It’s often said by our political leaders and economists that the United States needs a better-trained work force in order to compete with other nations and bring manufacturing jobs back home. If that’s true, then how do you explain the following?
Regarding illiteracy among the world’s population, the CIA World Fact Book notes that:
… over two-thirds of the world’s 793 million illiterate adults are found in only eight countries (Bangladesh, China, Egypt, Ethiopia, India, Indonesia, Nigeria, and Pakistan) …
I did some checking. Of these eight highly illiterate nations, the United States actually has a trade deficit in manufactured products with five of them. It has surpluses with Egypt, Ethiopia and Nigeria. (These surpluses are almost entirely in the form of aid. The U.S. counts aid as exports.)
In fact, these five relatively illiterate nations – Bangladesh, China, India, Indonesia and Pakistan – accounted for over 77% of our entire trade deficit in manufactured products in 2011. Clearly, the outsourcing of our manufacturing jobs can’t be explained by companies seeking out highly-trained work forces. If training were the issue, then why did our manufacturing jobs leave the best-trained work force in the world in the first place in favor of work forces that were completely illiterate?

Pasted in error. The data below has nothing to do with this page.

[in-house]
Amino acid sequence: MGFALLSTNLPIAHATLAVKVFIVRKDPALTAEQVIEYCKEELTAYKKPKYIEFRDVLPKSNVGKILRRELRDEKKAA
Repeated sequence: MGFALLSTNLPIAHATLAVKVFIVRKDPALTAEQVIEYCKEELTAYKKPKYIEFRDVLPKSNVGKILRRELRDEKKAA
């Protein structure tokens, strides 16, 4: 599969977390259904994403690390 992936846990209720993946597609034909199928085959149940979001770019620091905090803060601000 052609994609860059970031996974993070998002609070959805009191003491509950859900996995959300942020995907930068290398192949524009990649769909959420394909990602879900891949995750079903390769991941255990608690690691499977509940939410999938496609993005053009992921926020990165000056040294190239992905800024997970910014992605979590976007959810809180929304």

The temptation is to say that these jobs actually left not because of better-trained work forces but in search of cheap labor. However, that argument falls flat when you consider that our trade deficits with high-wage nations like Japan and Germany are even worse than any of these five afore-mentioned nations.
What they all have in common is an extreme population density, making them incapable of reciprocating our consumption of their imports with consumption of American goods. We have trade deficits with these nations not because of the training of their workers or because of cheap labor or even because of manipulated currency exchange rates, but because of American trade policy that fails to account for the role of population density in driving global trade imbalances.